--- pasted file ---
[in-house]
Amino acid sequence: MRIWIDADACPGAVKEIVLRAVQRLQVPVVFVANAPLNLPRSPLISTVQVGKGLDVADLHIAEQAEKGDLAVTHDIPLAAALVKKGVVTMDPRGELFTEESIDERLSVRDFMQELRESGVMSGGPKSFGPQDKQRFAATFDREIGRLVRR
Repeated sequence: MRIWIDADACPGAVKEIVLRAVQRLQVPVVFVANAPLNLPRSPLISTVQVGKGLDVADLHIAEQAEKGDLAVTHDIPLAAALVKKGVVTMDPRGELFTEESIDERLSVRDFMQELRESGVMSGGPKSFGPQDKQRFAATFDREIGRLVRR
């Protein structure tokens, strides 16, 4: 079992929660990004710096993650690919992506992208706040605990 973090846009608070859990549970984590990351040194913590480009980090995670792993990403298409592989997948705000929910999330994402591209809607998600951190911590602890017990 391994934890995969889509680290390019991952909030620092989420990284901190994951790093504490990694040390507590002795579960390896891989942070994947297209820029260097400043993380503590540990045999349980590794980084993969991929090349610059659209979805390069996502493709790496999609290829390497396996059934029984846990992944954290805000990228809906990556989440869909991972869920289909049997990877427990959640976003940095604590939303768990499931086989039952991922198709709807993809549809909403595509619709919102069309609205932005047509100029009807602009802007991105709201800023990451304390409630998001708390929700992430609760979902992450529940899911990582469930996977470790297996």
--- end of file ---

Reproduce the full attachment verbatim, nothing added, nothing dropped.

[in-house]
Amino acid sequence: MRIWIDADACPGAVKEIVLRAVQRLQVPVVFVANAPLNLPRSPLISTVQVGKGLDVADLHIAEQAEKGDLAVTHDIPLAAALVKKGVVTMDPRGELFTEESIDERLSVRDFMQELRESGVMSGGPKSFGPQDKQRFAATFDREIGRLVRR
Repeated sequence: MRIWIDADACPGAVKEIVLRAVQRLQVPVVFVANAPLNLPRSPLISTVQVGKGLDVADLHIAEQAEKGDLAVTHDIPLAAALVKKGVVTMDPRGELFTEESIDERLSVRDFMQELRESGVMSGGPKSFGPQDKQRFAATFDREIGRLVRR
């Protein structure tokens, strides 16, 4: 079992929660990004710096993650690919992506992208706040605990 973090846009608070859990549970984590990351040194913590480009980090995670792993990403298409592989997948705000929910999330994402591209809607998600951190911590602890017990 391994934890995969889509680290390019991952909030620092989420990284901190994951790093504490990694040390507590002795579960390896891989942070994947297209820029260097400043993380503590540990045999349980590794980084993969991929090349610059659209979805390069996502493709790496999609290829390497396996059934029984846990992944954290805000990228809906990556989440869909991972869920289909049997990877427990959640976003940095604590939303768990499931086989039952991922198709709807993809549809909403595509619709919102069309609205932005047509100029009807602009802007991105709201800023990451304390409630998001708390929700992430609760979902992450529940899911990582469930996977470790297996």